Columns 2015

Celebrating Labor Day as laborers struggle to survive

Now that our historic presidential visit is just about over, we can focus on the important things in life. Important things like will it be warm enough to grill outside on Labor Day? And let’s be honest here. Alaskans have been known to grill in below zero weather so absent torrential rains, I’m guessing most of us will celebrate the day with something charred on a grill.

According to a government website, “Labor Day, the first Monday in September, is a creation of the labor movement and is dedicated to the social and economic achievements of American workers. It constitutes a yearly national tribute to the contributions workers have made to the strength, prosperity, and well-being of our country.”

It has been around since 1894 when laborers were still fighting to be treated decently and have their work respected. Everything in history was against their effort to organize but that didn’t stop them. Across Europe and America, workers who demanded to be treated fairly and with dignity formed unions because they knew that strength in numbers was their best ally. Ultimately, unions secured safe workplaces, decent wages and humane working hours, often in the face of bloody opposition from both politicians and their backers. Not unlike today, those political backers were the rich and powerful.

As we approach this Labor Day, what might strike you is how much the relationship between unions, owners and government has seemed to change since then. Except that if you really look closely, nothing has changed. Powerful people with billions of dollars still control most politicians. And more and more politicians are again doing everything they can to strip unions of their power to represent their membership in a meaningful way. The difference is that the unions now are on the defensive, while the rich and powerful continue to enjoy obscene rewards from the working person’s labor.

Unions are not blameless in this scenario.  Some have taken as much advantage of their members as anyone else. Some became corrupt and bloated, with senior union staff rivaling the rich and powerful in their wealth and access to the corridors of influence in DC. Now it seems we want to throw the baby out with the bathwater to correct the situation and that’s never a good idea.

More and more employers are using part time workers and contract workers to avoid paying benefits like health care, sick leave or retirement. This puts more money in their pockets and less money in the pockets of the workers. For those of you who wonder where America’s middle class went, look no further. Our middle class grew strong on the backs of unions that demanded fair and equitable treatment for all workers. Now we live in a world where executives make 500 times what the most skilled worker makes, while leaving that worker with a barely living wage. That’s simply wrong.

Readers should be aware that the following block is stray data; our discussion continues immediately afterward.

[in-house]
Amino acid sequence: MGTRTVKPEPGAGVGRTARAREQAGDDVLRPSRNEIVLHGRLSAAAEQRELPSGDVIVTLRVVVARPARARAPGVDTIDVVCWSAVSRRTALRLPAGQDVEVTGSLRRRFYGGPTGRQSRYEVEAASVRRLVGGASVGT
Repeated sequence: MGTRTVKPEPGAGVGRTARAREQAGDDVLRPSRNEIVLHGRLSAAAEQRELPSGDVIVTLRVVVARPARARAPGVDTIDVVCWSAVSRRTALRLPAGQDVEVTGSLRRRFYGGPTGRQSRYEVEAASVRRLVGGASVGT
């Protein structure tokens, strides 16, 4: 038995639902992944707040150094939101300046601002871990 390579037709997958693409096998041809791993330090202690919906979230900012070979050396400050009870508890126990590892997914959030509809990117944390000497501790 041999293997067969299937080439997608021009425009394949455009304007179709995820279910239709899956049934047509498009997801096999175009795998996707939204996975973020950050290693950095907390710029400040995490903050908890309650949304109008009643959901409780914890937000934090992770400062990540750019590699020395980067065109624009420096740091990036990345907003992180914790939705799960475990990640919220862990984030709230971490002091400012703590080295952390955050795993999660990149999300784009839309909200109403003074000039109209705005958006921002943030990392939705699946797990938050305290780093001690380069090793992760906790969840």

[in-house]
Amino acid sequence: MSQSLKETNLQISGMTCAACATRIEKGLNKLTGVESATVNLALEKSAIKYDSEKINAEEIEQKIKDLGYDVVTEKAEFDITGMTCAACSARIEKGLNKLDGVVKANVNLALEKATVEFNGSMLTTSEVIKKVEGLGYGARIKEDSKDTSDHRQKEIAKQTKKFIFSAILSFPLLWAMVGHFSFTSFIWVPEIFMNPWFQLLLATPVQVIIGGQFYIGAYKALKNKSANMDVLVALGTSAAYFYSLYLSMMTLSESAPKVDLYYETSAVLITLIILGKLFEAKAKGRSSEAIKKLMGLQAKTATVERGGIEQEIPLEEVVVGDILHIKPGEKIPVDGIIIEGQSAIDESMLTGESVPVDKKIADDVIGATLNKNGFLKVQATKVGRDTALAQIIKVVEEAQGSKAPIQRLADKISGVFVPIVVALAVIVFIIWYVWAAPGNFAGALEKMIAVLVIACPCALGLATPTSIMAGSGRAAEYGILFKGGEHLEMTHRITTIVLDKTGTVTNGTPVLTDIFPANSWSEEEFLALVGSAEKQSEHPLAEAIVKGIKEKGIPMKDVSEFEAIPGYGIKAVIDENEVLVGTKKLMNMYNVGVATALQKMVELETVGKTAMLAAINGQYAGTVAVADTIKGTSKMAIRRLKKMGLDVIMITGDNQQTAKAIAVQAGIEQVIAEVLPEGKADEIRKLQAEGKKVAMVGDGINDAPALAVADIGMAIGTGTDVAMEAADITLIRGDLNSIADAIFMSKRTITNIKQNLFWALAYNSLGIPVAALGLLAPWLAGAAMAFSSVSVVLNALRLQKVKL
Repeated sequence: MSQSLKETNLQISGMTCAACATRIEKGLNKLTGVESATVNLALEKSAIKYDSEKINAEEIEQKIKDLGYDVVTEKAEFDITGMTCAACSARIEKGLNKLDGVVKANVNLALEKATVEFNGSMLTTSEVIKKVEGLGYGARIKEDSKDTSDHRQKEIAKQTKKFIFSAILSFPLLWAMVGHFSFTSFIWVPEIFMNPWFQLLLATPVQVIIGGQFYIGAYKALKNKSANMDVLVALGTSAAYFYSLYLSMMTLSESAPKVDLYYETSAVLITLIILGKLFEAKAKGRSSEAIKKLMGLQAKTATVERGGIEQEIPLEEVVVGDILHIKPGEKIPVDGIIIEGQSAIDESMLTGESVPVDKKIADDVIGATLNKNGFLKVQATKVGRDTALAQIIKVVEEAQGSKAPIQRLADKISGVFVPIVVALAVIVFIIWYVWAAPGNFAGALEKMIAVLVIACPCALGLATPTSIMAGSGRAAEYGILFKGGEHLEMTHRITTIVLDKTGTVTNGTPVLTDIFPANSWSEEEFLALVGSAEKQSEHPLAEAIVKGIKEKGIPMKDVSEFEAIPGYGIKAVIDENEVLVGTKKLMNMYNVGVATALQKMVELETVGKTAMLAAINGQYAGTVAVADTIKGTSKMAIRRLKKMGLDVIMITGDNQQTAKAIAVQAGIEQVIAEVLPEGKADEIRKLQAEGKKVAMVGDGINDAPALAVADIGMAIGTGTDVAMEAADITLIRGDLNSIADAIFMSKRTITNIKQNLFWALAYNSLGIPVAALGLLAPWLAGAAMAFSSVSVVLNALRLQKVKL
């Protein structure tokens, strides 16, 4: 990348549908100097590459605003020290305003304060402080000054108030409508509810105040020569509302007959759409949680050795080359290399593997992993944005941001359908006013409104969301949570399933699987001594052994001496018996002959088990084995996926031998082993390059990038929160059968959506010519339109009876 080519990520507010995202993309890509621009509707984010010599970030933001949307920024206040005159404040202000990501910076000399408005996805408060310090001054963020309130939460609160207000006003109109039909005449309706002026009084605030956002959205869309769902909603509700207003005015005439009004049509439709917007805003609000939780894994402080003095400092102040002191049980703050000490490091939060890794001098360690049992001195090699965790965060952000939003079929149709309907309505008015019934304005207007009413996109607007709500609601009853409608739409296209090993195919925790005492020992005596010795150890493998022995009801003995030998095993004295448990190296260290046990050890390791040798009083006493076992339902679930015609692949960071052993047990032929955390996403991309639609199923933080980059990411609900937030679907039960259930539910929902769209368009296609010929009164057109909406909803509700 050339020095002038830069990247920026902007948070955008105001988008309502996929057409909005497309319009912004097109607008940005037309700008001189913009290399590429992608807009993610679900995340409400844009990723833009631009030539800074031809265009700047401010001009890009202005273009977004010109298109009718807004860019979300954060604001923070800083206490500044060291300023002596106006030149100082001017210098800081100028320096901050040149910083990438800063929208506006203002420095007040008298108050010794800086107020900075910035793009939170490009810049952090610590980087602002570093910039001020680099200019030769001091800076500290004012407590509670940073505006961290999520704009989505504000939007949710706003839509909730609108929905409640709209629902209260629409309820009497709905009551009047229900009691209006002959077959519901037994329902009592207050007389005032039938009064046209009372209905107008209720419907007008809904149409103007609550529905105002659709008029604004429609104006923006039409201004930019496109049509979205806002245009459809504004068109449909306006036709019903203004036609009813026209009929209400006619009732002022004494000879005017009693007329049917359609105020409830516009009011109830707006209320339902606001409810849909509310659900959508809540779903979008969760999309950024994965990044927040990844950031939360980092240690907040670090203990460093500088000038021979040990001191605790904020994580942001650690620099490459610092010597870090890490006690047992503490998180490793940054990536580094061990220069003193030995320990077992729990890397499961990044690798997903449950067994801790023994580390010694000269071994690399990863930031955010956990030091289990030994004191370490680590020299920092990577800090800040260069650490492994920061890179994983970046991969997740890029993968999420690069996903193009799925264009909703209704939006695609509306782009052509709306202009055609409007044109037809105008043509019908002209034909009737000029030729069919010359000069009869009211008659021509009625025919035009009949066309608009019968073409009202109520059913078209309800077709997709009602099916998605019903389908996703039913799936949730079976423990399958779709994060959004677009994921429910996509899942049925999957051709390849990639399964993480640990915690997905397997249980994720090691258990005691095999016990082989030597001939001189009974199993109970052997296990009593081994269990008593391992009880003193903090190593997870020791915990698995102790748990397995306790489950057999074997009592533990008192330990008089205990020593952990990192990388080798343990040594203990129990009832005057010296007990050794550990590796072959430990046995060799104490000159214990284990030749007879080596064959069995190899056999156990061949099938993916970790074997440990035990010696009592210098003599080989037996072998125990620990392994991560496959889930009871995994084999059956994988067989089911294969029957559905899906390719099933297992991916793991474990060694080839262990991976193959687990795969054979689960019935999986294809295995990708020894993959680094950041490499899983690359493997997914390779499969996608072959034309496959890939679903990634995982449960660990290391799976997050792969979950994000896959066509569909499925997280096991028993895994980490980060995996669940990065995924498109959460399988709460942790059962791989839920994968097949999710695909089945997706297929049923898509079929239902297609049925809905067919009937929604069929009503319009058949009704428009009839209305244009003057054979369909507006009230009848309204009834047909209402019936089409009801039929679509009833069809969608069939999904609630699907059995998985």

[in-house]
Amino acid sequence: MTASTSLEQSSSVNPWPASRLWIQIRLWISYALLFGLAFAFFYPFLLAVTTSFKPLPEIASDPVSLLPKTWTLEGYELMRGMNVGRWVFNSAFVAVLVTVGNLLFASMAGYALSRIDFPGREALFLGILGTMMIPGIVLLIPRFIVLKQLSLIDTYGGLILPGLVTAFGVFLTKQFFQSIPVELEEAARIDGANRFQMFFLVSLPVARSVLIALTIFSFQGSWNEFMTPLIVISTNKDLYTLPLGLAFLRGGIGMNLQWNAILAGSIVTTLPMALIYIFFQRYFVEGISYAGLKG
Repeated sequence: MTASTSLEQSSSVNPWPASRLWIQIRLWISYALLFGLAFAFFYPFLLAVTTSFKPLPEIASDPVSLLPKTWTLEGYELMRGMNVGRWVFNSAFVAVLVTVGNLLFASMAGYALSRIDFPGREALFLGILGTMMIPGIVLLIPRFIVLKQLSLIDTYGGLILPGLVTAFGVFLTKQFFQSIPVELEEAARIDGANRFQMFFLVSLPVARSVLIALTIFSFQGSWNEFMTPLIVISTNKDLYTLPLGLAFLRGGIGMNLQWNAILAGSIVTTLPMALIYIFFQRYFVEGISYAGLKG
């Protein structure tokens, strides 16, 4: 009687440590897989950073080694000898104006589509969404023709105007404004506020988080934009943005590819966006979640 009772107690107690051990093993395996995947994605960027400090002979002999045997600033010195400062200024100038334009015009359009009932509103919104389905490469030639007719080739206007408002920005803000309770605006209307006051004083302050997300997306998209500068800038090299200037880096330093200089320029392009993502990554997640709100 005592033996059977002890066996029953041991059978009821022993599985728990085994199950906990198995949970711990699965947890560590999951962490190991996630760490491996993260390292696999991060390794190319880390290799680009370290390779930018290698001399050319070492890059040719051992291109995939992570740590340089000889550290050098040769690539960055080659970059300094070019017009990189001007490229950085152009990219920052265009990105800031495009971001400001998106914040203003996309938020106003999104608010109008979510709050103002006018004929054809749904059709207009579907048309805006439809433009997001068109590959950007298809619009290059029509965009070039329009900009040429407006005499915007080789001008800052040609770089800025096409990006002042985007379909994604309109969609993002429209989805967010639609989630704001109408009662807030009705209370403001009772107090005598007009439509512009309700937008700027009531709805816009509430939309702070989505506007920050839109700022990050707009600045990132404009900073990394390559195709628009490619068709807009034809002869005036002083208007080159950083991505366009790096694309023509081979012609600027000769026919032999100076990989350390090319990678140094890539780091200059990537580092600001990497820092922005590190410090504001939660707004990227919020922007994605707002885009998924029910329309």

I have a dear friend in New Jersey who taught elementary school for over forty years.  I watched her spend her own money to buy supplies. I watched her gather up materials and drive to a hospital in another city to make sure a student battling cancer had his schoolwork and could keep up. I watched her use her own time to fix up her classroom so that it was always a warm and welcoming place for the kids in her care. I watched her pay to expand her education so that she’d be better at what she did. Mostly though, I watched in awe at her dedication to what is clearly a vocation and not just a job. So when Governor Chris Christie basically declared teachers and their union the “enemy”, you can understand her bewilderment.

We spend a lot of time in this country pontificating about how important our kids’ education is to their future. Then we turn around and penalize the people who work every day to make that education happen. We watch as executives buy a second home and third yacht while the line worker can’t afford to pay for his kid’s dental work. Unions remain one of the last bulwarks against the total destruction of the middle class.

On Labor Day, let’s truly celebrate the laborer and never forget what it was like before unions fought for decent wages and benefits. It’s not a time we should be trying to return to.